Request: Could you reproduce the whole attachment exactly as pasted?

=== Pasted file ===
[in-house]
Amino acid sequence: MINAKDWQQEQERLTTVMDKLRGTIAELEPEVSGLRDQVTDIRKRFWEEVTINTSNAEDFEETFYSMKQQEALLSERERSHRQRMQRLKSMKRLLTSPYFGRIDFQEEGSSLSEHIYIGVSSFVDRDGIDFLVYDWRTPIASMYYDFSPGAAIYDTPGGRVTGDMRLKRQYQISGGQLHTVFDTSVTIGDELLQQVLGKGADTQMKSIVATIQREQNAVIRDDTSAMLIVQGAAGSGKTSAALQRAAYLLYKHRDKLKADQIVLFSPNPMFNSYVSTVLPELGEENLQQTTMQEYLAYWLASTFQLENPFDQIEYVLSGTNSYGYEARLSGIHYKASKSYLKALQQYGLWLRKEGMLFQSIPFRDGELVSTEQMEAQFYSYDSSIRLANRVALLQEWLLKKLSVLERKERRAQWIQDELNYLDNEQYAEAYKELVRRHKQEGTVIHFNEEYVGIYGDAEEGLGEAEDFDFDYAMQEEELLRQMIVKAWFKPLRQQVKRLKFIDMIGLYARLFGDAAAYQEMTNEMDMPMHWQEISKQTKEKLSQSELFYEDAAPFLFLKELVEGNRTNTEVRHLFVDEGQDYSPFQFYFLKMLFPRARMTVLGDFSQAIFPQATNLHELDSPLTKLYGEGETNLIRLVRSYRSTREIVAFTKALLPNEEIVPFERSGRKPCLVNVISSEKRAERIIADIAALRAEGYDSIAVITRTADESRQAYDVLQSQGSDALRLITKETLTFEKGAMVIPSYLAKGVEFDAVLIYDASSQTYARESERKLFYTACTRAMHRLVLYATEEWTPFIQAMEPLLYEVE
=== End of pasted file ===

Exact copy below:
[in-house]
Amino acid sequence: MINAKDWQQEQERLTTVMDKLRGTIAELEPEVSGLRDQVTDIRKRFWEEVTINTSNAEDFEETFYSMKQQEALLSERERSHRQRMQRLKSMKRLLTSPYFGRIDFQEEGSSLSEHIYIGVSSFVDRDGIDFLVYDWRTPIASMYYDFSPGAAIYDTPGGRVTGDMRLKRQYQISGGQLHTVFDTSVTIGDELLQQVLGKGADTQMKSIVATIQREQNAVIRDDTSAMLIVQGAAGSGKTSAALQRAAYLLYKHRDKLKADQIVLFSPNPMFNSYVSTVLPELGEENLQQTTMQEYLAYWLASTFQLENPFDQIEYVLSGTNSYGYEARLSGIHYKASKSYLKALQQYGLWLRKEGMLFQSIPFRDGELVSTEQMEAQFYSYDSSIRLANRVALLQEWLLKKLSVLERKERRAQWIQDELNYLDNEQYAEAYKELVRRHKQEGTVIHFNEEYVGIYGDAEEGLGEAEDFDFDYAMQEEELLRQMIVKAWFKPLRQQVKRLKFIDMIGLYARLFGDAAAYQEMTNEMDMPMHWQEISKQTKEKLSQSELFYEDAAPFLFLKELVEGNRTNTEVRHLFVDEGQDYSPFQFYFLKMLFPRARMTVLGDFSQAIFPQATNLHELDSPLTKLYGEGETNLIRLVRSYRSTREIVAFTKALLPNEEIVPFERSGRKPCLVNVISSEKRAERIIADIAALRAEGYDSIAVITRTADESRQAYDVLQSQGSDALRLITKETLTFEKGAMVIPSYLAKGVEFDAVLIYDASSQTYARESERKLFYTACTRAMHRLVLYATEEWTPFIQAMEPLLYEVE